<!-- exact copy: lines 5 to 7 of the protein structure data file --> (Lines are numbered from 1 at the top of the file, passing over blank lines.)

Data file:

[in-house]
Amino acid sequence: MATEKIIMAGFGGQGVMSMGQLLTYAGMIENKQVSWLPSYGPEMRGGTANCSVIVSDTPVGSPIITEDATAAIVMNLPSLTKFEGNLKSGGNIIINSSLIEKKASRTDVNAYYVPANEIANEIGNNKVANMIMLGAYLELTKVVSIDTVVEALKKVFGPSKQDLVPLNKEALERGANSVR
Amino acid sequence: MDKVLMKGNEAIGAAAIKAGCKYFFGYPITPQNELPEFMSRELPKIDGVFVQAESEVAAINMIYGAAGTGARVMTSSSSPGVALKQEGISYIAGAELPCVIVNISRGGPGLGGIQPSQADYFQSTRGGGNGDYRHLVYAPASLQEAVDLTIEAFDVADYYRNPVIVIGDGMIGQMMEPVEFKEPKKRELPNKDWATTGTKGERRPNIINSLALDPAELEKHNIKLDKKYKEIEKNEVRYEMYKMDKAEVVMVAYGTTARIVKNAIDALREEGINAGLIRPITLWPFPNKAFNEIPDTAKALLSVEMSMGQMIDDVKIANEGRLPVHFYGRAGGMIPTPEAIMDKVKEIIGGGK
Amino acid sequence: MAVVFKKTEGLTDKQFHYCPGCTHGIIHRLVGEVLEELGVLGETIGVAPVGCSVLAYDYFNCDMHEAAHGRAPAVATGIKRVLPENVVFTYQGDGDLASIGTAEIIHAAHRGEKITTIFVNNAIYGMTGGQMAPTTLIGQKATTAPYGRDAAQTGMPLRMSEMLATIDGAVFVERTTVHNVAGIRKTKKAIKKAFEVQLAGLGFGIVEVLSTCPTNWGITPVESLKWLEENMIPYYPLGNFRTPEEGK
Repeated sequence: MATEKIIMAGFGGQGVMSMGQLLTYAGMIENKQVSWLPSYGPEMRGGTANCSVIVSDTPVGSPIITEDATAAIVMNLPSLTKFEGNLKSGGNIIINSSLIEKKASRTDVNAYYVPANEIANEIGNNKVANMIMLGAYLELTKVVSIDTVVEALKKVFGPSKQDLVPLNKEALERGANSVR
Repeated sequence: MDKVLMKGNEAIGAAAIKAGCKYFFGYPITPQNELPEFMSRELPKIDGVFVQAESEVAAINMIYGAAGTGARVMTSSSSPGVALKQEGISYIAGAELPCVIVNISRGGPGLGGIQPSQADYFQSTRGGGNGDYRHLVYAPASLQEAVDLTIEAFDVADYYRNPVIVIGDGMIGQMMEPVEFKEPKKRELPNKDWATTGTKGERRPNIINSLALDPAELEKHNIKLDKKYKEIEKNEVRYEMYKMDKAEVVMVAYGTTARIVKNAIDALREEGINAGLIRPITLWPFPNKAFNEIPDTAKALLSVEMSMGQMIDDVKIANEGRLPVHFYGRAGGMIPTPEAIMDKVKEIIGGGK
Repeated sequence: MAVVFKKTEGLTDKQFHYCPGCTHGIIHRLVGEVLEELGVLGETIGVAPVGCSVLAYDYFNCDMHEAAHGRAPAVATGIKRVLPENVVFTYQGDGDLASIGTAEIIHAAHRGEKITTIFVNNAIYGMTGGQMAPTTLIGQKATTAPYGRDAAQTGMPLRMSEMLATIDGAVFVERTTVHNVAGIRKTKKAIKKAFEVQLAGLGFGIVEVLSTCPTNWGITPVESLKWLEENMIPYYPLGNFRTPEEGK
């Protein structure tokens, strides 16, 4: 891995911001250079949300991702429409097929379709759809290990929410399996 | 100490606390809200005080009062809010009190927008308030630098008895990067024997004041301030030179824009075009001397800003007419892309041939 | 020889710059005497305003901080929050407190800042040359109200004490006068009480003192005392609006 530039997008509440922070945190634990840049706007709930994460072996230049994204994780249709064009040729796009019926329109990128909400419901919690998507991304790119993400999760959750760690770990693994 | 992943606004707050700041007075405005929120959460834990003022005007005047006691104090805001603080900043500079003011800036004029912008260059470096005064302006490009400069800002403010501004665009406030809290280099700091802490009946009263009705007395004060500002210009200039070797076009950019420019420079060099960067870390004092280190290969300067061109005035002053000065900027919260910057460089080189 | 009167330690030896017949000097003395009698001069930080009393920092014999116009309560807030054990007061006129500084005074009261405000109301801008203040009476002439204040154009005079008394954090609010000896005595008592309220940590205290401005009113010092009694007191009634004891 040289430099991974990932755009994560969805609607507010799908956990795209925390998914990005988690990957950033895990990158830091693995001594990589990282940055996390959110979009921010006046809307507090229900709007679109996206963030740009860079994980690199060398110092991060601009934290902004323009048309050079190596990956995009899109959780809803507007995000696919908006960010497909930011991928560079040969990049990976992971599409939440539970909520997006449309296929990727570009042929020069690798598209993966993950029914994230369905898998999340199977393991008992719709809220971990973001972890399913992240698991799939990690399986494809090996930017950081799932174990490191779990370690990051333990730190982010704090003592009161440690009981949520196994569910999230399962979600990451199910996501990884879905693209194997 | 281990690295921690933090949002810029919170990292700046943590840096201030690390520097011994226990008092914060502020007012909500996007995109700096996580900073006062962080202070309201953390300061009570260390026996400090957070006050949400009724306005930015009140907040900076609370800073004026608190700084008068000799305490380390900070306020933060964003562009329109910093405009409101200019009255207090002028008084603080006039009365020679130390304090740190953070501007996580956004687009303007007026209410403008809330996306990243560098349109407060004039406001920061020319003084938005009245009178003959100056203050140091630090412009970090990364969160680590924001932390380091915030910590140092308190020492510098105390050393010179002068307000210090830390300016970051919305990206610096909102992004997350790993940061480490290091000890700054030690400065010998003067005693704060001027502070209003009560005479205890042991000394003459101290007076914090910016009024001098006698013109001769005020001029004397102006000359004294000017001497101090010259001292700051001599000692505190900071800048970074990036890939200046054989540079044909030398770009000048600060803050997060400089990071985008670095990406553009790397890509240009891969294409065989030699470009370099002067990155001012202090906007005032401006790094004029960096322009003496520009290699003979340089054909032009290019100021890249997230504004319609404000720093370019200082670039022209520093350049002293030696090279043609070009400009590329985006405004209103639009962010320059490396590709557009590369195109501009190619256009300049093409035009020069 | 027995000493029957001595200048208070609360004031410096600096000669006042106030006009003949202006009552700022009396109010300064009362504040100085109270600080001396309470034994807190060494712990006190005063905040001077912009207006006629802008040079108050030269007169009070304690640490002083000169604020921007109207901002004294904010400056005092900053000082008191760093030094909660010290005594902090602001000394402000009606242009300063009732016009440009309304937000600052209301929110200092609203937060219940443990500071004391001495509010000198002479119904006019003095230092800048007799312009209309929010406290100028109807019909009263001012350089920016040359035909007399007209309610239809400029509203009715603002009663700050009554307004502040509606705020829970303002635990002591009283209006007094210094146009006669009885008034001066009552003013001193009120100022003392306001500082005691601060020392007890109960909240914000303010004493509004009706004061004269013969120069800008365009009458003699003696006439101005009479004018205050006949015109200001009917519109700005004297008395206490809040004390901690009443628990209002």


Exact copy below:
Repeated sequence: MATEKIIMAGFGGQGVMSMGQLLTYAGMIENKQVSWLPSYGPEMRGGTANCSVIVSDTPVGSPIITEDATAAIVMNLPSLTKFEGNLKSGGNIIINSSLIEKKASRTDVNAYYVPANEIANEIGNNKVANMIMLGAYLELTKVVSIDTVVEALKKVFGPSKQDLVPLNKEALERGANSVR
Repeated sequence: MDKVLMKGNEAIGAAAIKAGCKYFFGYPITPQNELPEFMSRELPKIDGVFVQAESEVAAINMIYGAAGTGARVMTSSSSPGVALKQEGISYIAGAELPCVIVNISRGGPGLGGIQPSQADYFQSTRGGGNGDYRHLVYAPASLQEAVDLTIEAFDVADYYRNPVIVIGDGMIGQMMEPVEFKEPKKRELPNKDWATTGTKGERRPNIINSLALDPAELEKHNIKLDKKYKEIEKNEVRYEMYKMDKAEVVMVAYGTTARIVKNAIDALREEGINAGLIRPITLWPFPNKAFNEIPDTAKALLSVEMSMGQMIDDVKIANEGRLPVHFYGRAGGMIPTPEAIMDKVKEIIGGGK
Repeated sequence: MAVVFKKTEGLTDKQFHYCPGCTHGIIHRLVGEVLEELGVLGETIGVAPVGCSVLAYDYFNCDMHEAAHGRAPAVATGIKRVLPENVVFTYQGDGDLASIGTAEIIHAAHRGEKITTIFVNNAIYGMTGGQMAPTTLIGQKATTAPYGRDAAQTGMPLRMSEMLATIDGAVFVERTTVHNVAGIRKTKKAIKKAFEVQLAGLGFGIVEVLSTCPTNWGITPVESLKWLEENMIPYYPLGNFRTPEEGK